A N N H O L Y O K E . O R G | A M E T H O D O L O G I C A L C A T A L O G U E O F W O R K S
08 | D I V I N E M E D I T A T I O N S
Twenty pen-and-ink drawings, 1982
Black ink on paper, in black, handmade wooden frames
Each 30 x 20 cm ( framed : 31 x 21.5 cm )
Sammlung der Berlinischen Galerie, Landesmuseum für Kunst, Fotografie und Architektur, Berlin [ Collection of the Berlinische Galerie, State Museum for Modern Art, Photography and Architecture, Berlin ].
A year after completing KANTSTRASSEN—and a decade and a half before beginning WORKS AND DAYS—I based the series of pen-and-ink drawings DIVINE MEDITATIONS on the compelling language and imagery of John Donne’s nineteen Holy Sonnets, which number among his “Divine Meditations.” My own DIVINE MEDITATIONS turned out to be an especially satisfying piece and the first of mine in which I realized a strict, if straightforward, concept generated and governed by the attitudes and formal parameters of a specific literary work. Reading and rereading the poems each day as I went to work, I often had the odd sensation that I was transcribing, or even re-writing, them with my pen’s metal nib.
To begin, I ruled the rectangular field (20 by 12.6 centimeters) of each of the twenty drawings into fourteen nine-millimeter-wide vertical columns : one, that is, for every line of the sonnet form. I then scratched and hatched my way down, and across, each page, line by line, over and over again, with black drawing ink, until spectral, super-ordinate images revealed themselves upon the paper’s surface : images that appeared of their own accord, “automatically,” out of the interference patterns created by the closely crossed pen strokes of which the drawings exclusively consist. These came to resemble thick and creviced bark, or the twisted roots and branches of a dense woodland.
It was precisely this manifestation of the protean nature of material—of the very simple materials and methods I was employing—that I had been hoping for in proceeding as I did . In later, more elaborate works, I’ve since found that such phenomena are most apt to occur at what I like to think of as the dew point below which thought precipitates as thing. At such a juncture, one can safely put aside the data and decisions that have driven the work, as this is the point where meaning becomes sense : the moment when a piece—formed by hand and mind into a sensuous, sentient reality—becomes the vessel of one’s memory. This is the moment I’m forever chasing after—why, I think, I work at all. This is where, and how, arrested after a long pursuit, Idea itself informs my work , and my work—as tangible evidence of my grappling with, and grasping, the matter at hand—provides me with the satisfaction I seek.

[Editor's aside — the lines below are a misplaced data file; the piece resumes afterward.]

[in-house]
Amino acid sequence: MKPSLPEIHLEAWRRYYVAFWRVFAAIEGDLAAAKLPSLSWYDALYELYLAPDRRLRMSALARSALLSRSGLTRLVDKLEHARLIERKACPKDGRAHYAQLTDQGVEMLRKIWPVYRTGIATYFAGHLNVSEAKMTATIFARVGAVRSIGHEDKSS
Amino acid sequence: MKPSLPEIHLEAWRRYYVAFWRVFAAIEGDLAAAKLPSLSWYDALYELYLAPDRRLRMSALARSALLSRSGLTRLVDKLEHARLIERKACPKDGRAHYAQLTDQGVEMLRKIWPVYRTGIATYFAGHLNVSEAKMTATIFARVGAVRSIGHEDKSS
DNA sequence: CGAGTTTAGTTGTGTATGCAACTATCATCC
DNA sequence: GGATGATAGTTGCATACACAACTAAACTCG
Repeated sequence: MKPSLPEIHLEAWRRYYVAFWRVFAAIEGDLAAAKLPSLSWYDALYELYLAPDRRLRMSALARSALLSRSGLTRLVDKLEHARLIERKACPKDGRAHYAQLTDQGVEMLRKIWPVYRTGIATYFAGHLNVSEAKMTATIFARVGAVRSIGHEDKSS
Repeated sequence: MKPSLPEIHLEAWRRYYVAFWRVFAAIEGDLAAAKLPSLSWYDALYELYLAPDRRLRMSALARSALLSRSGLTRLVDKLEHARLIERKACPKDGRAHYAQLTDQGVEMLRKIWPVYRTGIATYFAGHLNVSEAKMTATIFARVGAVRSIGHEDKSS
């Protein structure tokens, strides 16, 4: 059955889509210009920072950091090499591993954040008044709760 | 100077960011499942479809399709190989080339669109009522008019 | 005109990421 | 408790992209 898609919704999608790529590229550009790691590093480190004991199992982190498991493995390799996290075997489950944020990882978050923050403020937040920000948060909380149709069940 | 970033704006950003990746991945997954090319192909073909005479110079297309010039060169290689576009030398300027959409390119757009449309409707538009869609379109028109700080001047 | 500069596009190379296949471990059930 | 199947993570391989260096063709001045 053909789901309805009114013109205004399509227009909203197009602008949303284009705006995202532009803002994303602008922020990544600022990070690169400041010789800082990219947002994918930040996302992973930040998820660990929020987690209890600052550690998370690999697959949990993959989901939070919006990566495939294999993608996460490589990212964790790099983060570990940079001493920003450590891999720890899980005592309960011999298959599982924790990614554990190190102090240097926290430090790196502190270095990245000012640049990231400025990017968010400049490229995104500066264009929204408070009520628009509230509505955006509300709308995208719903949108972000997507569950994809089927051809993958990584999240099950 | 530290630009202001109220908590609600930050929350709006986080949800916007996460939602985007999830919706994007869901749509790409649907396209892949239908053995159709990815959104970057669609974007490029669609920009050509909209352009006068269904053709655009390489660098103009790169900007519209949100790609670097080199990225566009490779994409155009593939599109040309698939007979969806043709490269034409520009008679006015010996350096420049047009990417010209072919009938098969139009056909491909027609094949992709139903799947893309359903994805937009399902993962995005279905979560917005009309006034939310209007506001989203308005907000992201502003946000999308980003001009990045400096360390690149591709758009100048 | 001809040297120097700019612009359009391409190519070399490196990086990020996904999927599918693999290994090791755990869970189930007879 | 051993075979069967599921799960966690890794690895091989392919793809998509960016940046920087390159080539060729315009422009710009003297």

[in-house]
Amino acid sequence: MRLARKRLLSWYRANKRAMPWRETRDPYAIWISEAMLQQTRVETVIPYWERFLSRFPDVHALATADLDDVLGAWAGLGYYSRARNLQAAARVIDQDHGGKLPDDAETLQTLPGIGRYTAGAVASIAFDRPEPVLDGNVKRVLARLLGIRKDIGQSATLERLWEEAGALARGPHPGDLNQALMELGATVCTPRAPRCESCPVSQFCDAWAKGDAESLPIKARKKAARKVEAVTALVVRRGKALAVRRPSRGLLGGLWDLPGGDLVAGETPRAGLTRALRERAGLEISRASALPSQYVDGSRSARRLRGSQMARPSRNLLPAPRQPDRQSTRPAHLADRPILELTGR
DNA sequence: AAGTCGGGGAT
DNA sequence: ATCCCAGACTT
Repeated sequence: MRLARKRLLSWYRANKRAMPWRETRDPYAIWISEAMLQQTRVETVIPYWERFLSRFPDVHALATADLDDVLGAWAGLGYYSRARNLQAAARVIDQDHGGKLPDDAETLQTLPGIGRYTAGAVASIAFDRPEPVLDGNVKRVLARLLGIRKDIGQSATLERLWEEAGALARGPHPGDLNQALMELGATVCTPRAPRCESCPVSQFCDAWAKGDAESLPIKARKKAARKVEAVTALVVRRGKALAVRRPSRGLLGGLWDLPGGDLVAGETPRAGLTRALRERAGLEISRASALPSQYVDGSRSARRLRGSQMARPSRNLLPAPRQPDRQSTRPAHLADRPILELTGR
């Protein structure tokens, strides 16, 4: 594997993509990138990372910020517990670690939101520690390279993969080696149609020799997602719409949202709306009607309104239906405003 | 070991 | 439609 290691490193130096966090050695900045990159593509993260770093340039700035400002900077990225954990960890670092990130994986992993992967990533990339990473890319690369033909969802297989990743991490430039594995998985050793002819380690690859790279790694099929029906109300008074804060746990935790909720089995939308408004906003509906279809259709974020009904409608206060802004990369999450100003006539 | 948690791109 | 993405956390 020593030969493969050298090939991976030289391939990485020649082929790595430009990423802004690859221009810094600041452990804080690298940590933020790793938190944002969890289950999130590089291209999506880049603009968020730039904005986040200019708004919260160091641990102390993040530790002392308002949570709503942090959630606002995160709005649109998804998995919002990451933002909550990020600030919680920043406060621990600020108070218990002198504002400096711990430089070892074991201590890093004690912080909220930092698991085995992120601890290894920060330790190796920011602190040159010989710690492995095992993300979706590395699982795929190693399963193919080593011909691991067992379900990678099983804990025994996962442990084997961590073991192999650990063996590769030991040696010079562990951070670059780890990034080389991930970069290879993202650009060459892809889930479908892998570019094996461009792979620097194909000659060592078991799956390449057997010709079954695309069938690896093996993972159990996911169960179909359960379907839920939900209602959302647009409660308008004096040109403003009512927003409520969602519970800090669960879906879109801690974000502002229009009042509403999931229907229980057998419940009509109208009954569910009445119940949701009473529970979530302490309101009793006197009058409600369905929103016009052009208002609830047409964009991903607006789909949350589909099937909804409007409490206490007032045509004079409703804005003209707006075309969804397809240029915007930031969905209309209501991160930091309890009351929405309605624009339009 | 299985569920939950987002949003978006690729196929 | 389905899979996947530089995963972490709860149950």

I even wonder whether, if and when one’s work is able to do the same for others—to speak in a voice of its own and satisfy the intelligence of their senses, too—that it is then that one might call it Art.
As soon as I’d finished the drawings DIVINE MEDITATIONS, I had full-scale reproductions of them made xerographically, and bound, together with copies of Donne’s nineteen Holy Sonnets (the first of the twenty drawings served as frontispiece) into an edition of twelve handmade books, each measuring 30 by 20 centimeters.
In 1998, the drawings were once again reproduced—with the image size again 1 : 1 with the originals—in Das Künftige hat ein Morgen, the book published by the Literaturbüro Ostwestfalen-Lippe, Detmold, to accompany the VII. Literaturbegegnung Schwalenberg, the seventh “Literary Encounter Schwalenberg,” an interdisciplinary series of readings and concerts, in which I’d been asked to represent the visual arts with an exhibition of my work. Here, the poems were given in Donne’s original orthography, but set in a sans-serif typeface, which produced an arresting, if unsettling, effect.
This history of publication notwithstanding, only when all twenty drawings are viewed together—side by side, in a line, or as a block of two times ten, or four times five—in the very plain black wooden frames I made to house them, does their cogency become apparent. For those frames form a significant part of the work as a whole, at once massing and restraining the forces of its subtle, but extravagant, energies and unexpected turns of phrase.
Four stages of a trial copperplate etching (unica), 1969, each impression 20.2 x 12.4 cm.